Gov. John Kasich’s administration had to clear a new hurdle recently to get the $264.4 million in state money it needs to fund Ohio’s Medicaid program through the end of the fiscal year.
That hurdle is both a minor obstacle for the governor and sad sign of the way some of Ohio’s most vulnerable citizens are caught in the middle of a grudge match between Mr. Kasich and the General Assembly’s GOP contingent.
The Kasich administration could not access Ohio’s portion of the Medicaid funding (the federal government will cover another $634 million for Medicaid through 2018) without going before the Ohio Controlling Board, a quasi-legislative body. That extra step was mandated by a provision inserted in the state budget in June by Republican lawmakers who still chafe at Mr. Kasich’s decision in 2013 to opt in to the expanded Medicaid created by Obamacare.
The Controlling Board featured prominently in the fight that year too. Mr. Kasich circumvented the Republican-controlled General Assembly and went to the Controlling Board for the money to initially expand Medicaid’s rolls.
More than 725,000 Ohioans have since gained health insurance coverage. Many of them are the working poor for whom Obamacare has otherwise been a disappointment.
The Affordable Care Act has not delivered on many of its initial promises in Ohio. Premiums have been unaffordably high, patients have had to travel long distances to seek care, and too many counties have struggled to keep even one insurer available.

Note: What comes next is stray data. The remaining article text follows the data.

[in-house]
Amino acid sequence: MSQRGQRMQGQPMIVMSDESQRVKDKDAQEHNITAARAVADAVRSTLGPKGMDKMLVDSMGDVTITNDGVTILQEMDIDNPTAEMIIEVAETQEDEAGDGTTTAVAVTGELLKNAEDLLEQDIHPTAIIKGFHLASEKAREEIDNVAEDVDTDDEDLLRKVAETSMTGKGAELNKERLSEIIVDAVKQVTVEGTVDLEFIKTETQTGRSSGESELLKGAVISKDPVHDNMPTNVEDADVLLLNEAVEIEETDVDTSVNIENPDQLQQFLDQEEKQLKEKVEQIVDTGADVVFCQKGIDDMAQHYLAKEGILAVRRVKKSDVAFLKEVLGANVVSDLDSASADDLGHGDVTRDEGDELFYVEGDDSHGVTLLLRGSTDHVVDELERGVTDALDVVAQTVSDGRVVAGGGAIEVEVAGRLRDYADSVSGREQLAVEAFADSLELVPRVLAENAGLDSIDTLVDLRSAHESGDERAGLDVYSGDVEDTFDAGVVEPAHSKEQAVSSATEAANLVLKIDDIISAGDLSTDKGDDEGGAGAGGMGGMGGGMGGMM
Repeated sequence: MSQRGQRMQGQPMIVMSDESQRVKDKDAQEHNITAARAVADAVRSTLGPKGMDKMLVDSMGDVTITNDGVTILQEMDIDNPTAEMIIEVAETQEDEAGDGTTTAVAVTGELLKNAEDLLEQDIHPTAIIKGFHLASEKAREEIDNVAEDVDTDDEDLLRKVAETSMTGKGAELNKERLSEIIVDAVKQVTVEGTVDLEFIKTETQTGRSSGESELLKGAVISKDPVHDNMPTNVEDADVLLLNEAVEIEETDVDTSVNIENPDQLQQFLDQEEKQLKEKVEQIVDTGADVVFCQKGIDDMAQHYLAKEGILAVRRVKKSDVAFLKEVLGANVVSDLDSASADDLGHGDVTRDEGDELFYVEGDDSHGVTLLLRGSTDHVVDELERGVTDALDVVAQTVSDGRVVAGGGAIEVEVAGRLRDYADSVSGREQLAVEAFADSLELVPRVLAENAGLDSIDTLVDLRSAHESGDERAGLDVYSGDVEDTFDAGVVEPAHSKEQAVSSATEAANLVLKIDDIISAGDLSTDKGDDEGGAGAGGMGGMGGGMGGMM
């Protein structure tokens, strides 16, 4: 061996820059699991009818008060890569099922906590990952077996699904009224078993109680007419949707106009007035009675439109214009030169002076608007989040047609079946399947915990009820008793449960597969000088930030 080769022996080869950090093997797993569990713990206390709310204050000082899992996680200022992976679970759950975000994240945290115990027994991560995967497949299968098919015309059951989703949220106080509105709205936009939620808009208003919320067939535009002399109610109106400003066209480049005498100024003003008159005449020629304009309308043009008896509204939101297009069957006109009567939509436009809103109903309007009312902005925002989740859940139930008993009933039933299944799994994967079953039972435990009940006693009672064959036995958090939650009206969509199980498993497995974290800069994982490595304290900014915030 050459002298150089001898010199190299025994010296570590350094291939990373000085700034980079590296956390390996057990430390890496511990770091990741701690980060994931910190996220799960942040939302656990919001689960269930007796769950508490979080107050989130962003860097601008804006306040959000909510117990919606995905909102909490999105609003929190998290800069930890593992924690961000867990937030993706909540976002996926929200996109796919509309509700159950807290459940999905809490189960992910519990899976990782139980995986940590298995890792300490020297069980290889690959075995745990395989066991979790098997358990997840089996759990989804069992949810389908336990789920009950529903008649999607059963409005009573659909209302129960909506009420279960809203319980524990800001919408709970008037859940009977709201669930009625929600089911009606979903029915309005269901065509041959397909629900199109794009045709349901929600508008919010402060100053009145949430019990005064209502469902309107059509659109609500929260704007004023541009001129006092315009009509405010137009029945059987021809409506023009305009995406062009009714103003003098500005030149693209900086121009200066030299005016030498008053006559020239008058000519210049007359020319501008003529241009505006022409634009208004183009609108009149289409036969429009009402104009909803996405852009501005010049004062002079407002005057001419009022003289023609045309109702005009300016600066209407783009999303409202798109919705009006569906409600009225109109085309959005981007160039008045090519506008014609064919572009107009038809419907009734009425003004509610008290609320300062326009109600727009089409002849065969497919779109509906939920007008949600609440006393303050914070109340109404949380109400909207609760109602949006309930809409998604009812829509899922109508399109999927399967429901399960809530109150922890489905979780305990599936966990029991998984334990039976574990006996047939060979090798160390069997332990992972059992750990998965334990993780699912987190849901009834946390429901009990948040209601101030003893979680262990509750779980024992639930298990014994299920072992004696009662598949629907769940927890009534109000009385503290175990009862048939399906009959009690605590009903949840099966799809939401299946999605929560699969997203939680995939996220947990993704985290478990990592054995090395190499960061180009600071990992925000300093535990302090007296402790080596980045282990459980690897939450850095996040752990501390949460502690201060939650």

The one aspect of Obamacare that has consistently delivered in Ohio has been expanded Medicaid. Without it, many of the state’s most vulnerable citizens risk falling through the cracks with no access to health care.
Just because people go without insurance does not mean they go without getting sick, which is how expanded Medicaid has saved Ohio money. States that refused to expand Medicaid rolls when the Affordable Care Act created that option have spent more to provide health care to the poor mainly because they have not been able to tap the federal money available for that expansion.
The federal government currently picks up 95 percent of the tab, though that will gradually drop to 90 percent by 2020.
Many of Ohio’s Republican lawmakers wanted to refuse expansion purely out of political spite for President Obama and his signature health care bill. Much to his credit, Mr. Kasich was not among them.
The political feud launched by this rift has gone on long enough.
Republicans in the General Assembly need to move on and drop the spiteful attempts to undermine a vital program for Ohioans. Mr. Kasich needs to do some fence mending, and re-engage with his job, for the sake of creating a constructive relationship.
Expanded Medicaid has been an undeniable success in Ohio. It’s time for Republicans in Columbus to drop their battle over whether it is worthwhile and begin working with the governor to find ways to keep it affordable long into the future.
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